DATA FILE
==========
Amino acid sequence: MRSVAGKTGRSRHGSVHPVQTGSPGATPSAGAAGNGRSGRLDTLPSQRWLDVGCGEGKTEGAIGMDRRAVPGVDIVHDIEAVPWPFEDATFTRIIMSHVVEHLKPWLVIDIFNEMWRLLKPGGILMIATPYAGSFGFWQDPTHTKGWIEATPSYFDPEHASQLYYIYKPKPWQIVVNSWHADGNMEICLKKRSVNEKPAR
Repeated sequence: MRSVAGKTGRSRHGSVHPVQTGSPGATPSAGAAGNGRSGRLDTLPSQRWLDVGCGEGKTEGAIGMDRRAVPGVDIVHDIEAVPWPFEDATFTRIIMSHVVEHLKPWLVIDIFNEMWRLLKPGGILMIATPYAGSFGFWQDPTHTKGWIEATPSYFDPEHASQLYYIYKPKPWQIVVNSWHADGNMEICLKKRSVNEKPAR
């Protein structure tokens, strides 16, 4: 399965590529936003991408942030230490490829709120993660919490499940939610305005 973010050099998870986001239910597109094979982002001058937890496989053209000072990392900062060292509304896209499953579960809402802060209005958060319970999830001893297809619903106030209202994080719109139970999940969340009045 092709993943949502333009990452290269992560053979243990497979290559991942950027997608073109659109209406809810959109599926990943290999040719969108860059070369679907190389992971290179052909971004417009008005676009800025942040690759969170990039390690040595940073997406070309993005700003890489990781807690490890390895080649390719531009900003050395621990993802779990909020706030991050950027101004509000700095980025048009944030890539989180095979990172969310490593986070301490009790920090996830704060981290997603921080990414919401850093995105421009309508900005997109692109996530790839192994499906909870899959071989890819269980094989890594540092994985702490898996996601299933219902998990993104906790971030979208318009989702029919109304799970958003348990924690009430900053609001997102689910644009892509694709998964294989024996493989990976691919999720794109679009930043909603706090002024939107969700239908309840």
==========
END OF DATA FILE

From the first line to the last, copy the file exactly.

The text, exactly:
Amino acid sequence: MRSVAGKTGRSRHGSVHPVQTGSPGATPSAGAAGNGRSGRLDTLPSQRWLDVGCGEGKTEGAIGMDRRAVPGVDIVHDIEAVPWPFEDATFTRIIMSHVVEHLKPWLVIDIFNEMWRLLKPGGILMIATPYAGSFGFWQDPTHTKGWIEATPSYFDPEHASQLYYIYKPKPWQIVVNSWHADGNMEICLKKRSVNEKPAR
Repeated sequence: MRSVAGKTGRSRHGSVHPVQTGSPGATPSAGAAGNGRSGRLDTLPSQRWLDVGCGEGKTEGAIGMDRRAVPGVDIVHDIEAVPWPFEDATFTRIIMSHVVEHLKPWLVIDIFNEMWRLLKPGGILMIATPYAGSFGFWQDPTHTKGWIEATPSYFDPEHASQLYYIYKPKPWQIVVNSWHADGNMEICLKKRSVNEKPAR
């Protein structure tokens, strides 16, 4: 399965590529936003991408942030230490490829709120993660919490499940939610305005 973010050099998870986001239910597109094979982002001058937890496989053209000072990392900062060292509304896209499953579960809402802060209005958060319970999830001893297809619903106030209202994080719109139970999940969340009045 092709993943949502333009990452290269992560053979243990497979290559991942950027997608073109659109209406809810959109599926990943290999040719969108860059070369679907190389992971290179052909971004417009008005676009800025942040690759969170990039390690040595940073997406070309993005700003890489990781807690490890390895080649390719531009900003050395621990993802779990909020706030991050950027101004509000700095980025048009944030890539989180095979990172969310490593986070301490009790920090996830704060981290997603921080990414919401850093995105421009309508900005997109692109996530790839192994499906909870899959071989890819269980094989890594540092994985702490898996996601299933219902998990993104906790971030979208318009989702029919109304799970958003348990924690009430900053609001997102689910644009892509694709998964294989024996493989990976691919999720794109679009930043909603706090002024939107969700239908309840």